Fun question, with no definitive and generalized answer. While I have a greater interest in guns these last 7 years or so, they were always only just a part of my defenses. I have been a student and practitioner of several martial arts, but more importantly, I have a lot of real life experience in their use, from doing personal security work to time as a fighter to bar security to teaching self defense, That's the background.
All of that being said, there three most important things to remember:
1) Common sense.. If someone is screaming abusive language at you, it should follow in your mind that there is a chance that person may physically attack you.
2) Situational awareness: Following the above, be aware of your surroundings, listen for footsteps, and look around, especially in the area of the abuser.
3) HAVE THE PROPER MINDSET that will allow you to do what you have to: I'm not a particularly violent guy. I went into fighting as one way to test what I know ( and get a little money too). I never really want to hurt anyone. However, I chose to step on the mat with someone whose job it was to kick my as and inflict damage. I had to be willing to do the same. It's fine to say that you carry this weapon or that one and have strong hand-to-hand skills, but none of it matters if you can't get yourself to use them. I know people who walk around with big belt knives all of the time but would never be able to push it into another person and deal with wet work. If you are carrying a firearm, will you bay be able to draw it during a surprise attack from behind? If so, can you instantly shoot without worrying about how it hits, fatal or not?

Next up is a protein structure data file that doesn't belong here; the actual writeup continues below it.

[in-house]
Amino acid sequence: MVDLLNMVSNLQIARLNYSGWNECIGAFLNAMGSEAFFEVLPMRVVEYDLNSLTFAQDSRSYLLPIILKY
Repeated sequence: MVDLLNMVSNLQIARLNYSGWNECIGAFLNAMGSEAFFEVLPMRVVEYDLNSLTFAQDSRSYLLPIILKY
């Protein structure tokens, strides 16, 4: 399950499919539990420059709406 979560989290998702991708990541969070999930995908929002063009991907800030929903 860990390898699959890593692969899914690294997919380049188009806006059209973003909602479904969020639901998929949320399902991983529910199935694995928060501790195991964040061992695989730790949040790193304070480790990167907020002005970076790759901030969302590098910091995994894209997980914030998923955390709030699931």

I taught free self defense classes to battered spouses. I finally stopped because more often than not they continued to put themselves in dangerous situations or refused to defend themselves when the time came. They needed therapy more than fighting skills.
However, after all of the above, I will give a helpful hint: Learn some hand-to-hand. Then, If you know that you are about to be attacked from behind, prepare to pivot as the assailant reaches you to use their momentum against them, throwing them off balance. However, fun fact: It takes more effort for a taller person to throw a shorter person than a shorter person to throw a taller person due to the lower center of gravity. When throwing, try to get your belt level lower than the attackers, then pivot. All about knowing how.
If you you don't, then I suggest either carrying a fighting cane, a pepper spray or stun ring in hand at all times to incapacitate and run.
OK, rant over.